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HARRISBURG — A House Republican from York County says lawmakers should be working to improve customer convenience for Pennsylvanians who want to buy alcohol — and the best way to do that is for the state government to get out of the wholesale booze business.

State Rep. Seth Grove this week voted in favor of a package of bills that would change to how alcohol is sold in Pennsylvania, moving to privatize wholesale wine and spirits sales and expand the retail outlets where booze is available.

In addition to his philosophical opposition to state control of alcohol sales, the Dover Township Republican said the revenue anticipated from liquor privatization is a key part of the budget proposal House Republicans recently sent to the Senate.

Led by the House Republicans, lawmakers voted 105-84 Tuesday in favor of a wholesale divestment proposal, sending it with other proposals to the Senate for its consideration.

The House voted to allow more grocery stores to seek permits to sell wine, no longer restricting the permits to stores with seating capacity, and retailers would be able to buy wine from brokers in the private sector.

“Every day that passes that we’re not able to continue to update our antiquated liquor systems is another day of missed opportunities,” said Rep. Bryan Cutler, R-Lancaster.

Rep. Joe Markosek, a Democrat from Allegheny County, said the change would help businesses at the expense of taxpayers, as state stores would have to compete with groceries that can focus on just the most popular varieties.

“If there ever was a template on how to crash a business and hurt taxpayers, this is it,” Markosek said.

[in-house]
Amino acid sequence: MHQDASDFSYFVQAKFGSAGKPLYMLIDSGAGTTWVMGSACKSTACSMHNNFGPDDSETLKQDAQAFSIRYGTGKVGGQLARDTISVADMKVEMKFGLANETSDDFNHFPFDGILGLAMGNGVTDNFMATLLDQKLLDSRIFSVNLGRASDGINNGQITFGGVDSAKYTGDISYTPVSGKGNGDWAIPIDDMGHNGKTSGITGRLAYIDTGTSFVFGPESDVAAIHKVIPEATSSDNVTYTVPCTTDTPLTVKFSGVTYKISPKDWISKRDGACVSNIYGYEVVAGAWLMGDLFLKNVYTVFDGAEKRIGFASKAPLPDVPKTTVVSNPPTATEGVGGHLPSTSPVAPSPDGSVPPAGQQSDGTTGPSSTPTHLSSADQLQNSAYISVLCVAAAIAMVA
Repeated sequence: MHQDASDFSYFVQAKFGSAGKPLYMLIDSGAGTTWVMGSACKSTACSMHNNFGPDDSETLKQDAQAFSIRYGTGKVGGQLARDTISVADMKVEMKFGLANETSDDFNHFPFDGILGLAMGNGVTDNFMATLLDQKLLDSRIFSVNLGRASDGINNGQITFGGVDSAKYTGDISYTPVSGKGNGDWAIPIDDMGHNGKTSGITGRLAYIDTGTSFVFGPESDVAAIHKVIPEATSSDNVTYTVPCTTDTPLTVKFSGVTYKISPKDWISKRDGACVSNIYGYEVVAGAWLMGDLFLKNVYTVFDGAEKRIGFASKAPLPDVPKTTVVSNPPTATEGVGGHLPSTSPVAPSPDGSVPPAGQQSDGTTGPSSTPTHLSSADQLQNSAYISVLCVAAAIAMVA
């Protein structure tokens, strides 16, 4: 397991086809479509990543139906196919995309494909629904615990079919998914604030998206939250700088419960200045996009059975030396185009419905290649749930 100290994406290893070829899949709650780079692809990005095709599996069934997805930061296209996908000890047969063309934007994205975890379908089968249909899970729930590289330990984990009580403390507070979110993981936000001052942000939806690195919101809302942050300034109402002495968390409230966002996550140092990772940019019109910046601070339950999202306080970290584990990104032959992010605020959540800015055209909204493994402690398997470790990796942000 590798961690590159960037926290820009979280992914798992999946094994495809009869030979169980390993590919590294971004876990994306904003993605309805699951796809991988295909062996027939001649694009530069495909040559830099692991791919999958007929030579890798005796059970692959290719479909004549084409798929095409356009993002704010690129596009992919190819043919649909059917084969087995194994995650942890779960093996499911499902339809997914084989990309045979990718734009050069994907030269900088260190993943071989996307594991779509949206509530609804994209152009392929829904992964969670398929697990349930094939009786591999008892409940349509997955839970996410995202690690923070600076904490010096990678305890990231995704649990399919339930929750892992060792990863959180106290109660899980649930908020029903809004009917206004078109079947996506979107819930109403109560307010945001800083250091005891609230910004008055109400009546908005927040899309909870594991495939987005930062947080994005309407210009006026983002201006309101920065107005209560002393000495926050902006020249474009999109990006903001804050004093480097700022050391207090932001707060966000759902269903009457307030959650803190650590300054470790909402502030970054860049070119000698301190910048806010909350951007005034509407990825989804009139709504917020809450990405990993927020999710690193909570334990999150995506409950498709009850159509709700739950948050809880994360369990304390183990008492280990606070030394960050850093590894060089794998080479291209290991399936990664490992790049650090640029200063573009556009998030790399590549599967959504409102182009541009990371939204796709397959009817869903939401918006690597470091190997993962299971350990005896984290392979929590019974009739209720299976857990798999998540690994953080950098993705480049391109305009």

Representatives also approved letting restaurant and hotel licensees sell up to 3 liters (almost 1 gallon) of takeout liquor per customer.

Another measure would allow privately owned retail liquor stores, an expansion designed to fill gaps in the state that are not adequately served by the 600 stores of the Pennsylvania Liquor Control Board.

Markosek, the ranking Democrat on Appropriations, said new fees collected under the wholesale divestment bill would be less than the liquor system currently provides to state coffers. He also warned that driving the system out of business would put about 5,000 people out of work and add to the state pension system’s debt.

Supporters said the state-store workers would find jobs in the private stores that would be succeeding them.

“This is not a shiny new asset,” said Rep. George Dunbar, R-Westmoreland. “This is an asset that’s old and tired and needs to be retired.”

Pennsylvania is facing a $3 billion budget deficit heading into next year. Earlier this month, House Republicans pushed a budget proposal through to the Senate that would decrease state spending for the first time since the 2011-12 fiscal year.

The $31.5 billion proposal represents a decrease of nearly $246 million compared to the enacted 2016-17 budget and more than $815 million less than proposed by Gov. Tom Wolf.

Wolf's proposal had included $1 billion in new taxes — sans sales and income-tax increases — but the House GOP proposal doesn't include any of those new taxes.

House Appropriations Chairman Rep. Stan Saylor, R-Windsor Township, said the proposal calls for a combination of spending cuts and gains expected from gambling modernization and liquor privatization to close the deficit.

— Staff reporter David Weissman contributed to this report.

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